I was fat-shamed at an Afro-Centric Pregnancy Fair

Guest post by Sirius Bonner
The author and her husband. Photo by Jessica Shepard.
The author and her husband. Photo by Jessica Shepard.

The other day, I got fat-shamed. When you get fat-shamed often, like every time you turn on a television, it takes a lot to make an impact. My husband, Chris, and I went to our city’s second annual Afro-Centric Pregnancy Fair in Portland, Oregon. I had high hopes of being in a supportive environment of people who care about the unique challenges facing black women as they enter pregnancy, childbirth, and childbearing. I fantasized about talking with midwives, doulas, and new mothers about their amazing experiences and horror stories of hospitals, birth centers, and their living rooms. Instead, I got a major dressing down by a black doctor manning an information table for a clinic.

When Chris and I approached the table and said we are considering starting a family, almost immediately this doctor told me that black women are more likely to face high blood pressure, diabetes, C-sections, and die in childbirth (true). She told me that black babies are more likely to have low birth weight, birth defects, be stillborn, or die (also true). And she said the only thing I could do about these (complex, systemic) issues is lose weight.

Seriously.

The only thing I can do to make sure that I don’t die or that my child doesn’t die is lose weight — an interesting perspective because, based on my ample research, those things impact black women disproportionately even when controlling for weight. Many argue that this is a logical outcome of systemic, institutional racism and socioeconomic disparity where black women have less access to resources (like good nutrition and healthcare) and deal with the continued physical impacts of racism.

The devastating health disparities that black women experience in pregnancy and childbirth were not the doctor’s biggest concerns, however. She continued to tell me that black people don’t know anything about health and exercise so it’s not surprising that I’m fat and that black people have health problems and her mother was a big girl and she doesn’t want anyone to have the terrible life that her mother had. So, whenever she sees a “sista,” that’s why she stops them and asks “Whatchu doin’ ’bout some exercise today?” So before I even think about getting pregnant I need to lose a lot of weight because, otherwise, I’m putting my health at risk, but more importantly I’m risking the life of —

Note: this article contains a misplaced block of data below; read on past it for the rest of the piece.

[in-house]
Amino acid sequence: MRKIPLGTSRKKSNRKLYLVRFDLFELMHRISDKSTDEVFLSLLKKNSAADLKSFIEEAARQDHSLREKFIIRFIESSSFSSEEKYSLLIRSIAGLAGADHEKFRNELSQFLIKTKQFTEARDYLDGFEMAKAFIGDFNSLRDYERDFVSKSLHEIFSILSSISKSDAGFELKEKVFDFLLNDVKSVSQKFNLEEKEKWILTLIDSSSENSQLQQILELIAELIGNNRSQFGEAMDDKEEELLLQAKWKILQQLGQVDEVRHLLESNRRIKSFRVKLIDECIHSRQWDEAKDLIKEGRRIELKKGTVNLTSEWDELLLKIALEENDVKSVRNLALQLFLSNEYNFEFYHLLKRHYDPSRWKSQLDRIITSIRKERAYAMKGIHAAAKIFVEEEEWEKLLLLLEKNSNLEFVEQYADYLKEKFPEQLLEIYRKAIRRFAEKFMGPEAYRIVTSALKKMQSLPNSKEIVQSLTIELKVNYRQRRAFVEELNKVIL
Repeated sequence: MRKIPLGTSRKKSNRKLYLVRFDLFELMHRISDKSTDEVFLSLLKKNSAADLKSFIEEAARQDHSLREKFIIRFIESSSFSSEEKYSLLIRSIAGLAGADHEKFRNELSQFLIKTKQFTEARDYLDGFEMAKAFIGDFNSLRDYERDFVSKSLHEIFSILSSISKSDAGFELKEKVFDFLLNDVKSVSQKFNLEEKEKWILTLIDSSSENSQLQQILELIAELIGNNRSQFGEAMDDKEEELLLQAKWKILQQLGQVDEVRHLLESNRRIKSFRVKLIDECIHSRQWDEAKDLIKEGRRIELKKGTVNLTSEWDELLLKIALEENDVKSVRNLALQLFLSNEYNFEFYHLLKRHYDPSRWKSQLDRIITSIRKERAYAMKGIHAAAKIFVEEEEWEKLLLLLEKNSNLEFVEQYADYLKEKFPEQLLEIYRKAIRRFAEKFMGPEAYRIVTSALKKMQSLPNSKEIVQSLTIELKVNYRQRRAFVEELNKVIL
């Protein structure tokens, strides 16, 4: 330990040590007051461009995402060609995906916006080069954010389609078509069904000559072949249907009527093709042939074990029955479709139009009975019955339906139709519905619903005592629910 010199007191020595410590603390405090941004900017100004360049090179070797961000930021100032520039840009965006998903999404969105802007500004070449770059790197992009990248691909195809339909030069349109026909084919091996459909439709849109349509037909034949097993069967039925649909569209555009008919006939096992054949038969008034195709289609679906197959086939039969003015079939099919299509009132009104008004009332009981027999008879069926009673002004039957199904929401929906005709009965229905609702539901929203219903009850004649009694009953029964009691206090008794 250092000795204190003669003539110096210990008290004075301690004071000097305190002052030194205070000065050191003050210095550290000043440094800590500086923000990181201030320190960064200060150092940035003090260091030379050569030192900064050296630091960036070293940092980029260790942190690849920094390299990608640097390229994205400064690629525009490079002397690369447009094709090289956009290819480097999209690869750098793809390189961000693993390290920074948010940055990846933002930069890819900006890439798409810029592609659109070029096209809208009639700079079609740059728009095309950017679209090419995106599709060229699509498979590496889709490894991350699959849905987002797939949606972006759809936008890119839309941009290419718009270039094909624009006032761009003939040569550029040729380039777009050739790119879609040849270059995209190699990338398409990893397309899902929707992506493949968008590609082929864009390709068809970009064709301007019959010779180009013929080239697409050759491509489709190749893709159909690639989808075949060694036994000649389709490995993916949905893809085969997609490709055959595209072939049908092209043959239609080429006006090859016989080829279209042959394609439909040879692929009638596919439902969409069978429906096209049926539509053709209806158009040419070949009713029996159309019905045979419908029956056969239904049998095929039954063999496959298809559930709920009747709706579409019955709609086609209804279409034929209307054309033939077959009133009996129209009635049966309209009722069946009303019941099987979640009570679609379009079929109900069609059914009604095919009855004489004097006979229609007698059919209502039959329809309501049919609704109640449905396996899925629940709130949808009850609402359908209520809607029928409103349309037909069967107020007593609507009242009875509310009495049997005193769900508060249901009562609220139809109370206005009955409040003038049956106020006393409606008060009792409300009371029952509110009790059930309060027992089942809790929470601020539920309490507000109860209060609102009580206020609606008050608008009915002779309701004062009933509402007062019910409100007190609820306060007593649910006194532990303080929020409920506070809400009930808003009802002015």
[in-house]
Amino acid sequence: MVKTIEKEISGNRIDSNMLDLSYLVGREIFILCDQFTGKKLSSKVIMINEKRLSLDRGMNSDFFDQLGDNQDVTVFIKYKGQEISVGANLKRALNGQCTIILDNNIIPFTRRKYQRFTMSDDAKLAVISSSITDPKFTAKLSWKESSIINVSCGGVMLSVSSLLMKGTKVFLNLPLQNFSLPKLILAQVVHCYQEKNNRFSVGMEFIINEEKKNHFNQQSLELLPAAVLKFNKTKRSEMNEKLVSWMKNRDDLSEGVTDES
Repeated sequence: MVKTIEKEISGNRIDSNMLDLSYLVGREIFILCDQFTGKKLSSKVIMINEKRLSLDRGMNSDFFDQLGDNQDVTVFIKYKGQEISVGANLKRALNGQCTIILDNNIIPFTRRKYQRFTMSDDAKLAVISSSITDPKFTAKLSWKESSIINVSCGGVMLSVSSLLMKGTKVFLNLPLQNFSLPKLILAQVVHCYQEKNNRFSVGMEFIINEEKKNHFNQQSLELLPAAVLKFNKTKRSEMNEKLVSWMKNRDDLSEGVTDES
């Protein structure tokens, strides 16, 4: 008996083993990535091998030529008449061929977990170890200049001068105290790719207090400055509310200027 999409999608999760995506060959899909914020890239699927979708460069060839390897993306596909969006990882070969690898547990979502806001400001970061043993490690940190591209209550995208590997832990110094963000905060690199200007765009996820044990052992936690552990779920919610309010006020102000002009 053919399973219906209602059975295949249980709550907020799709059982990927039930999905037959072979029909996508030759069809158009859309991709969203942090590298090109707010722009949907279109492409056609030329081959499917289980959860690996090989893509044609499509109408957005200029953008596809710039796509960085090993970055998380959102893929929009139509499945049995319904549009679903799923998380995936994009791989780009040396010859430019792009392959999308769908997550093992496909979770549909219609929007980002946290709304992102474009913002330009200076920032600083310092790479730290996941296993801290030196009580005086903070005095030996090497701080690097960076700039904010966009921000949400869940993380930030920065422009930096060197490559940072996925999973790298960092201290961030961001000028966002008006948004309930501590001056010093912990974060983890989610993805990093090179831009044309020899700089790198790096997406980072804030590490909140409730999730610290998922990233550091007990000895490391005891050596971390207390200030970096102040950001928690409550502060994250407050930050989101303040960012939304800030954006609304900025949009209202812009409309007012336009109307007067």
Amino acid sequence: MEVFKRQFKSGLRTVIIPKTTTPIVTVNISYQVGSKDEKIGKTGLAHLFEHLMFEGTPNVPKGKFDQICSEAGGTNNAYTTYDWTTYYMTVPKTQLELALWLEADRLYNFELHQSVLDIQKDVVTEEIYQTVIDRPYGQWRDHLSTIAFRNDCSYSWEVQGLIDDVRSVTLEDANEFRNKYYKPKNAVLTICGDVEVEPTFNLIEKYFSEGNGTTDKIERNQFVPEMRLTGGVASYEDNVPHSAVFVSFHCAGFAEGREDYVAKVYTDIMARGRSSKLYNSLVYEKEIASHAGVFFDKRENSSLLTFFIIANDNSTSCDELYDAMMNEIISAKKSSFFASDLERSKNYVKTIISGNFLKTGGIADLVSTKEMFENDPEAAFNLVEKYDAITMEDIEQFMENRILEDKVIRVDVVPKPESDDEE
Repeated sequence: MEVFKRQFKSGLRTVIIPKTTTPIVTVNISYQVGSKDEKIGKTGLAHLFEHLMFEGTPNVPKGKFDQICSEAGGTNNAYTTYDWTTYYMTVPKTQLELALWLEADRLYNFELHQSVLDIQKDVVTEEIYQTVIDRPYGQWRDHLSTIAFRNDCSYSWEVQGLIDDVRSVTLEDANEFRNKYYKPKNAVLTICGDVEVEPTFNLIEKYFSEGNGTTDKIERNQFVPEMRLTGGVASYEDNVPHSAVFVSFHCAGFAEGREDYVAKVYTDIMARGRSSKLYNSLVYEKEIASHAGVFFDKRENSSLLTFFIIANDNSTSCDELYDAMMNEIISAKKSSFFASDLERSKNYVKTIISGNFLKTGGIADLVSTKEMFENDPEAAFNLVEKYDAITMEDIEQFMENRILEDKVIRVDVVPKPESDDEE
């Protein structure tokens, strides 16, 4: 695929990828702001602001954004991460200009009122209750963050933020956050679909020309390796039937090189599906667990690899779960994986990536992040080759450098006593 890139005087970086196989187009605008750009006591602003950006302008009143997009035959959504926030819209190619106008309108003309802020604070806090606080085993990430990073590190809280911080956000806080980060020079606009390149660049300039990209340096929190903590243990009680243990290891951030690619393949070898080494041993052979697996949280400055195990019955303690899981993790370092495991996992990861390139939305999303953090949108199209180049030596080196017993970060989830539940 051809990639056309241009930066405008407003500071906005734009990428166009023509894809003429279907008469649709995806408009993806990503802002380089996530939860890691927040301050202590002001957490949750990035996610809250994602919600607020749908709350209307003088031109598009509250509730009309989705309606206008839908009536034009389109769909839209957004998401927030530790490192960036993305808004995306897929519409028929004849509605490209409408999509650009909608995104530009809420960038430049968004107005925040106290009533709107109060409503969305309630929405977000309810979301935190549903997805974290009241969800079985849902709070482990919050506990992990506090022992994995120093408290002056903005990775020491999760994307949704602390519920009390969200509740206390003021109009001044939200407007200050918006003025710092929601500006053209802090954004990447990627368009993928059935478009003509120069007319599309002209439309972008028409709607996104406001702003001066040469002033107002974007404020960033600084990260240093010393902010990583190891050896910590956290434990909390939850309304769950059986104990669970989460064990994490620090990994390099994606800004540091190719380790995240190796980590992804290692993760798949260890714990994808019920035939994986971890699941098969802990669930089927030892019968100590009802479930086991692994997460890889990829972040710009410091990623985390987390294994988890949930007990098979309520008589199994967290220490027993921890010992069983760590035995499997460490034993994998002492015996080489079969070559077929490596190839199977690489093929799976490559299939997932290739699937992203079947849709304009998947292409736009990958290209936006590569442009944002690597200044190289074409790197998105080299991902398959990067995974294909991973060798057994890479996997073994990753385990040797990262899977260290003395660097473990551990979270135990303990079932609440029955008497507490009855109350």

At this point, I stop her and say, “Yes, actually I’m well aware of the health risks associated with obesity and race on pregnancy which is why I’ve already lost more than 10% of my body weight.”

“That’s great!” she says. “Obviously, you’ve got a lot more to go.”

That’s when I made my awkwardly smiley escape. As Chris and I visited the other tables, rage and shame started boiling in my “obviously” over-large gut. After much discussion with my conflict-averse husband, I decided I wanted to call her out on fat-shaming me, let her know the impact of her words, and tell her not to do that to other people. Which I accomplished… sort of. I did go back, and when I told her that she’d just fat-shamed me and that her words made me feel unworthy of being a mother simply because of my size, she apologized. She got up, looked me in the eyes, sincerely apologized, and hugged me. I thanked her for her apology. It was a beautiful moment of sistahood… except, not really.